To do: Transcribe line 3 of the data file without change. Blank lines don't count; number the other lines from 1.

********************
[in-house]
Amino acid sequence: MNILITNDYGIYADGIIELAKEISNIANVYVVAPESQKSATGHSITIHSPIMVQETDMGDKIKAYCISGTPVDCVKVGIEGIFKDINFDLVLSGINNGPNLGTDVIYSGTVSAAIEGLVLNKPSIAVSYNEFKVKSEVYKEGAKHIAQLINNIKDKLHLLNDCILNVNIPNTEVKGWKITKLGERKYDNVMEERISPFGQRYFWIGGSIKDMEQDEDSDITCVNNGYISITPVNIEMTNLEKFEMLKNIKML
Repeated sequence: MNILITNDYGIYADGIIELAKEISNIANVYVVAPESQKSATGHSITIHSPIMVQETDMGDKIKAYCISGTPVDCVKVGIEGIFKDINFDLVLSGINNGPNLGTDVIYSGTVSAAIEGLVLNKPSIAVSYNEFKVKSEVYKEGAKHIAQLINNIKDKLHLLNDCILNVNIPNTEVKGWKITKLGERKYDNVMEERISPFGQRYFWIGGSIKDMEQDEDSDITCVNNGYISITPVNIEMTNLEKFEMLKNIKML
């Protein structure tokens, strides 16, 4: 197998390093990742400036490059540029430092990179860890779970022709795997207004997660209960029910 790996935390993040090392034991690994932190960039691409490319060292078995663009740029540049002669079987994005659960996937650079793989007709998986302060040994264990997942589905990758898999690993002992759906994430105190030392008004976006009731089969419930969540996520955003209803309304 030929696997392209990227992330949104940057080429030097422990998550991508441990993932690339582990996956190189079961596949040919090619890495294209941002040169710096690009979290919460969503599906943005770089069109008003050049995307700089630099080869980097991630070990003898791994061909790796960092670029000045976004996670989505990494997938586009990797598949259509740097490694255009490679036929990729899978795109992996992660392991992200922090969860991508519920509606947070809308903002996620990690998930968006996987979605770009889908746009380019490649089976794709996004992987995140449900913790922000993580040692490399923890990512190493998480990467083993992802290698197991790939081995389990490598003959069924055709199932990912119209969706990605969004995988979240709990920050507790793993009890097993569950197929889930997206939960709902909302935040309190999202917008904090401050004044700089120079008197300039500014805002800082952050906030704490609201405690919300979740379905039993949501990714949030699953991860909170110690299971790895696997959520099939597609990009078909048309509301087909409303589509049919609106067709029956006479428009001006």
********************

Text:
Repeated sequence: MNILITNDYGIYADGIIELAKEISNIANVYVVAPESQKSATGHSITIHSPIMVQETDMGDKIKAYCISGTPVDCVKVGIEGIFKDINFDLVLSGINNGPNLGTDVIYSGTVSAAIEGLVLNKPSIAVSYNEFKVKSEVYKEGAKHIAQLINNIKDKLHLLNDCILNVNIPNTEVKGWKITKLGERKYDNVMEERISPFGQRYFWIGGSIKDMEQDEDSDITCVNNGYISITPVNIEMTNLEKFEMLKNIKML